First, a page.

How often you need to monitor will depend on your risk assessment and the morphology of the site.
If you’re not going to carry out monitoring, you must explain why in your permit application.
You may need to carry out aftercare monitoring to confirm the waste is physically and chemically stable.
If you carried out monitoring when you were depositing the waste, you must continue that monitoring for a short period after the site has closed. The length of time you do this for will depend on what you found during your operational phase monitoring.
You need the results of this monitoring to surrender your permit.
Find out what monitoring you must do in the controlling and monitoring emissions guidance.
You usually need planning permission to permanently deposit waste on land. You should contact your local planning authority for advice.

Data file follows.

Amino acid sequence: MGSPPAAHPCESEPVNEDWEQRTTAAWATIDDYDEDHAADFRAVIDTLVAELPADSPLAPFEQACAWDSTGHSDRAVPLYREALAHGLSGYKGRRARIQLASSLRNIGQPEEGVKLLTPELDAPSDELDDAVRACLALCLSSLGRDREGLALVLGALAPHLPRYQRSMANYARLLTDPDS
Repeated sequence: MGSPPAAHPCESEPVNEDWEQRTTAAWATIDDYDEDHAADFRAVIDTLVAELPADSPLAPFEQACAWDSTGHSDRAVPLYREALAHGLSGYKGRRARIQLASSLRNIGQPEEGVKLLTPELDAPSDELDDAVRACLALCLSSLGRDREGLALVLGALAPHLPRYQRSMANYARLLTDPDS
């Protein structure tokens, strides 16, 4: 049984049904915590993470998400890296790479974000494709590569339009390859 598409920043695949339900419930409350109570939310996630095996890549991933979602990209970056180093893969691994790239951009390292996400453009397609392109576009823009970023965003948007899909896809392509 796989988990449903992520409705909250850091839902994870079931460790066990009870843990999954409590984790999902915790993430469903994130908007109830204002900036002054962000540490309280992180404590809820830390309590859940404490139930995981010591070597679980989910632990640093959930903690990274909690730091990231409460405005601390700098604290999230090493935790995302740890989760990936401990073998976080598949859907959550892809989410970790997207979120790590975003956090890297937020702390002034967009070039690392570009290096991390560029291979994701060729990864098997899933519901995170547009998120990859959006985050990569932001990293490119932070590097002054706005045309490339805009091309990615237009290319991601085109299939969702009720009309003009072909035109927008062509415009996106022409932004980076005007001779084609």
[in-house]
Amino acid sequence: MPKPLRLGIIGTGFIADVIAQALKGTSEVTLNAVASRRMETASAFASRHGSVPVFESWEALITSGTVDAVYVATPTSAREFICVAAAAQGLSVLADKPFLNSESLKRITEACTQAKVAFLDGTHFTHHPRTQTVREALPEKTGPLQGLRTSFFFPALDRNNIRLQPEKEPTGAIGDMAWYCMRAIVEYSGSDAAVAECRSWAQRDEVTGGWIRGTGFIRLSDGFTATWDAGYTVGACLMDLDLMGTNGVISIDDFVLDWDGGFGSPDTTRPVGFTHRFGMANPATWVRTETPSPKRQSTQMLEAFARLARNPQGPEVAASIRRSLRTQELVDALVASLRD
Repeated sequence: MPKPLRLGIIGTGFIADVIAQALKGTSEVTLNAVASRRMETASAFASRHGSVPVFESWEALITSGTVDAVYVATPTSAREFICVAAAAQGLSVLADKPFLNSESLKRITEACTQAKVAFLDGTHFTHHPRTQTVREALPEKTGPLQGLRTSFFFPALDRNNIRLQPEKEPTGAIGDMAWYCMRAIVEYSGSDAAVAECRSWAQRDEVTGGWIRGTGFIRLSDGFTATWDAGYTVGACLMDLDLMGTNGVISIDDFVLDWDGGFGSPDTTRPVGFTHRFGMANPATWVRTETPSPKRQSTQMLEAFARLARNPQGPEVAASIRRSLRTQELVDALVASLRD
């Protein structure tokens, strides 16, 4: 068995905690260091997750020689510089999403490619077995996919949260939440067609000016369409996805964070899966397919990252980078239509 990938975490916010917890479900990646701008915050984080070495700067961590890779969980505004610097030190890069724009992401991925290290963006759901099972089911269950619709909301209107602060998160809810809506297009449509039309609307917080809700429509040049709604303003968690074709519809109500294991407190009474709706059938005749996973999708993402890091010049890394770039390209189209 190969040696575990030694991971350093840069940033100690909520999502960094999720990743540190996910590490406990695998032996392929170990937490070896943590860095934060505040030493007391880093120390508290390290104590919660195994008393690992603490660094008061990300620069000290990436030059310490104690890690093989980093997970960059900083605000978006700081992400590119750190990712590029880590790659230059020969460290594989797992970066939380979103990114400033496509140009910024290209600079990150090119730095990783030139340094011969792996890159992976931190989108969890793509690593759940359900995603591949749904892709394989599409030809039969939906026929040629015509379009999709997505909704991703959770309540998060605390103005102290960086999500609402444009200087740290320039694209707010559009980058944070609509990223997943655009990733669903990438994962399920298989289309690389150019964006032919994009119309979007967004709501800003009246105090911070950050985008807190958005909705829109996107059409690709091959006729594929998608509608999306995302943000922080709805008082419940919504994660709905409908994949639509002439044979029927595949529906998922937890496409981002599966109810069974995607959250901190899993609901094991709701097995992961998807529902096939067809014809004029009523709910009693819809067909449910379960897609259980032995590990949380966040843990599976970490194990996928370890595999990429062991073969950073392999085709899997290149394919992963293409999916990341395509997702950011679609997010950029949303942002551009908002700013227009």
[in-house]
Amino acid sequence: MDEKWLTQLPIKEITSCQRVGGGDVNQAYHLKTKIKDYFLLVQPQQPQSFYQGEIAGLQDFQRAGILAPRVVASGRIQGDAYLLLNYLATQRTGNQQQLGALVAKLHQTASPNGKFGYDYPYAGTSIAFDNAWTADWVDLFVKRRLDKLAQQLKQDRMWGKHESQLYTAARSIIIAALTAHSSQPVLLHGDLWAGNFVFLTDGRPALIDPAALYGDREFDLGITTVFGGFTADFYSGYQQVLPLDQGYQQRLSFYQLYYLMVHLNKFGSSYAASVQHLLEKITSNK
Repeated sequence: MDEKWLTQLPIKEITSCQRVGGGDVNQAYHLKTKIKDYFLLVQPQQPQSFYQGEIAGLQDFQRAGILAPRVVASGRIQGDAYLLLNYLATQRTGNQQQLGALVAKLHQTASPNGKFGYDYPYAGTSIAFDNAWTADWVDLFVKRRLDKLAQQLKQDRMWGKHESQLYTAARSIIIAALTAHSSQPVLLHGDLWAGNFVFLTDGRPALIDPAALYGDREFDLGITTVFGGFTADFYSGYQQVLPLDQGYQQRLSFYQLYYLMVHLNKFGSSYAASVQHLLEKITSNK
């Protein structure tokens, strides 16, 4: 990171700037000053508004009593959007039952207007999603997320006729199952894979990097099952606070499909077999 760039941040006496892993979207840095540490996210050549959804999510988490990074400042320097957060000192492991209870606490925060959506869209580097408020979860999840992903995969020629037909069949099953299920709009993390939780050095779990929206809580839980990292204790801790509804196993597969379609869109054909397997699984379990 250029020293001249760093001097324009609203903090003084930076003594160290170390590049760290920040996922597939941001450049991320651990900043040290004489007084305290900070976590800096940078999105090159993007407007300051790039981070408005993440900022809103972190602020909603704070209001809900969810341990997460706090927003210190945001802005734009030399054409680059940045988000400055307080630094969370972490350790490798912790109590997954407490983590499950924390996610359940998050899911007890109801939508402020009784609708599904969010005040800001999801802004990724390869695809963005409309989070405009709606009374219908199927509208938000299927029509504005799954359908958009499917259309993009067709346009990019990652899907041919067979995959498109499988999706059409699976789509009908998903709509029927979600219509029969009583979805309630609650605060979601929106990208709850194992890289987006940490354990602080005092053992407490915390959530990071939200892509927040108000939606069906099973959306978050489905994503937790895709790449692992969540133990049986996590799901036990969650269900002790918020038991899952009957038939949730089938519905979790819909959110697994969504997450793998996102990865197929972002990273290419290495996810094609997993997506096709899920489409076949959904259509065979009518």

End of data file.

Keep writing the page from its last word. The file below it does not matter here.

Changing your permit or plan
If the Environment Agency grants you a permit you must comply with the conditions in your permit and with your approved waste recovery plan.
If you want to change your operations, for example to accept a different type of waste, you must apply to vary your permit. You may also need to change your waste recovery plan.
You should discuss these changes with your local Environment Agency office before you go ahead.
If you operate under a standard rules permit you can’t vary your permit. You can ask to change your waste recovery plan, provided you continue to comply with all the standard rules.
If you want to change your waste recovery plan you must submit it for re-assessment, as some changes may mean your operation is no longer classed as waste recovery.
Published: 18 October 2016
From: Environment Agency